Should a discussion of personal identity help to decide our response to someone's claim: 'I should not have had my genome altered'?
What ethical concerns might future generations have about our decisions regarding biotechnology (for example GMO or modification of germ-line genes)?
Are there scientific reasons to accept genetic essentialism or genetic determinism? What are the ethical implications if they are scientifically acceptable?
What ethical principles should govern population genetic research and databases?
How, if at all, can just allocation of the benefits of genomic research be achieved?
Is there a moral difference between testing for single-gene disorders and susceptibility testing?
Submission of papers
The Key to a Safe Future
World Conference
The Polish Asia Pacific Association
23.–26.4.2003 — Warsaw (Poland)
1. Globalisation and intercultural dialogue – synergy or contradictions?
2. The economy of development – paradigm on trial
3. The individual in the modern civilisations and cultures
4. The human communities in the modern civilisations and cultures
5. Traditions and models of power – contemporary political dilemmas
6. Towards a new culture of dialogue: the role of international and world organisations, of peacekeeping missions and social diplomacy
7. Dialogue among civilisations and the idea of universalism
8. The fundamental philosophical and religious ideas at the trial of a dialogue
9. Education for dialogue: schools and mutual understanding
10. Information in the era of dialogue: images of the world created by media
11. Arts in dialogue: symbols and myths
12. The arts and non-verbal communication: towards deeper understanding
A Multidisciplinary Conference
School of Public Policy, University College London
25.–26.4.2003 — London, England (UK)
1. International Law and Disempowerment
2. Human Rights and the Legal Cage
3. Legal Models of Human Wrongs
4. Legalisation and Exclusion
Submission of abstracts
5th Annual International Conference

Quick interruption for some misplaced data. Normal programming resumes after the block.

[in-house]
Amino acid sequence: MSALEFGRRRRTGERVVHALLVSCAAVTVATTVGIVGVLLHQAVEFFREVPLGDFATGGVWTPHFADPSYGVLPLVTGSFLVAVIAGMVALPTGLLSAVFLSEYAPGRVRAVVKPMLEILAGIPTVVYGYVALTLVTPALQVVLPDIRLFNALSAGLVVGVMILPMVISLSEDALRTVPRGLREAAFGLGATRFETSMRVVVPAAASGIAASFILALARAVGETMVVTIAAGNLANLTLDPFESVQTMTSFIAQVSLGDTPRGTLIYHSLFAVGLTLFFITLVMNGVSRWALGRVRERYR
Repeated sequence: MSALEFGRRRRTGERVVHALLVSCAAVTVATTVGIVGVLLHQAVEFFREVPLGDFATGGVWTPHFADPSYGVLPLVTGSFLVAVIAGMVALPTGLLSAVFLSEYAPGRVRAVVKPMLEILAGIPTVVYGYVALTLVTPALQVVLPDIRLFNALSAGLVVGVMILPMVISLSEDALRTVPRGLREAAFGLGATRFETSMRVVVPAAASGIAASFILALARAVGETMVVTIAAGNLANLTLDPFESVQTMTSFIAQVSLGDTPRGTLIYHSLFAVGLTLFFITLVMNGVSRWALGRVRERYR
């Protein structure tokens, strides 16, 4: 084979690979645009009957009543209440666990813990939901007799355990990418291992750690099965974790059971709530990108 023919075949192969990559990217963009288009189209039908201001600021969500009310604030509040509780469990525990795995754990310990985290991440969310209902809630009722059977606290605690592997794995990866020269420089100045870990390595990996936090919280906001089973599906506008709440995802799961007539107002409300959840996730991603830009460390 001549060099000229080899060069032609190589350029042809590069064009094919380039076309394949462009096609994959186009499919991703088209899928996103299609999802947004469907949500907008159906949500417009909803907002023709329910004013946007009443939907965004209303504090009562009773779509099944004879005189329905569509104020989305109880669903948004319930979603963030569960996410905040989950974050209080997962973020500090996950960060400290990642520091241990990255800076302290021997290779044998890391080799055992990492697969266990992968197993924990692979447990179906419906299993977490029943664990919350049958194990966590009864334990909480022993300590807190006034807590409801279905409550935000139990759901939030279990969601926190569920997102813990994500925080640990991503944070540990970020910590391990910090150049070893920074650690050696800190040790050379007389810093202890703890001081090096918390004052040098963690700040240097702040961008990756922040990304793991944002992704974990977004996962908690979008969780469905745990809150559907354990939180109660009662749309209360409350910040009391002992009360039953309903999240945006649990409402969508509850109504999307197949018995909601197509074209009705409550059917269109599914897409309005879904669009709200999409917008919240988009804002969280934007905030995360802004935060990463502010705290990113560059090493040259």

Society for Philosophy and Geography
25.–27.4.2003 — Towson, MD (USA)
Possible topics:
Mountains, valleys, beaches, rivers, coasts, sacred groves, forests, fields, brothels, post offices, banks, saloons, springs, canyons, kivas, cemeteries, prisons, ghost towns, churches, nation states, restrooms, barrios, favelas, polis, temples, quilombos, sweat lodges, army camps, ritual grounds, agoras, malls, tropics, huts, savanahs, suburbs, hades, zen gardens, highways, prairies, zoos, hospitals, deserts, paradise, game reserves, atlantis, caves, political borders, crematoria, acropolis, theaters, elysian fields, campuses, skies, cathedrals, valleys, hell, cyberplaces, horizons.
The Labor of Peace Activism
Past, Present, and Future
3rd International Conference
Peace History Society
Central Michigan University
25.–27.4.2003 — Mt. Pleasant, MI (USA)
- rethinking Vietnam War dissent
- peace studies curricula
- peace and human rights issues in Latin America and Africa
- transnational peace movements
- peacemaking in the Middle East
- the philosophy and intellectual history of peace
- dissent by military veterans and active-duty personnel
- the connections between antiwar movements and other protest movements
- media discourse and perceptions of protest
- cultural memory of peace politics
- the gendered history of antiwar activism
- cultural peace workers
- the Cold War in the United States and Western Europe
Submission of abstracts
An Interdisciplinary Conference
State University of New York at Binghamton
2.–3.5.2003 — Binghamton, NY (USA)
Possible topics:
- Institutional spaces: academia, museums, religion, government
- Urban spaces: urban architecture, public art, city planning and policy, ethnic enclaves, suburbia, graffiti
- Marginal and liminal spaces: peripheries, frontiers, mortuaries, outsider art, the other, hybridity
- Colonial/postcolonial spaces: subject formation, decolonization, anticolonialism, resistance
- National/transnational spaces: globalization, circulation of objects, immigration, virtual communities, diasporas, tourism and travel
- Performative spaces: gender and the body, sexuality, race, ceremony, theater, fashion
- Commercial spaces: advertising, consumerism, popular culture, patronage, the art market
- Representation and space: representations of space, city/landscape illustrations, cartography, graphics of places
Submission of proposals
3rd International Graduate Student Philosophy Conference
Department of Philosophy, University of Toronto
2.–4.5.2003 — Toronto, Ont. (Canada)
Possible topics:
- What are the advantages/disadvantages of methodological and theoretical pluralism in the sciences?
- Ontological vs. epistemological pluralism: Which does irreducibility entail?
- Plural approaches in philosophy of mind: how should we understand the contributions of psychology, AI, neuroscience?
- Are pluralistic theories of value illuminating, or just incoherent?
- Should a pluralist state tolerate intolerant groups?
- What is the relationship of pluralism to relativism? To truth?
- Are plural and conflicting conceptual schemes epistemically viable?
- How do different methodological approaches in philosophy (historical, analytic, sociological) relate to one another? How might they be reconciled?
Submission of proposals
3rd Congress of EASR
European Association for the Study of Religion (EASR)
International Association for the History of Religions (IAHR)
Norwegian Association for the History of Religions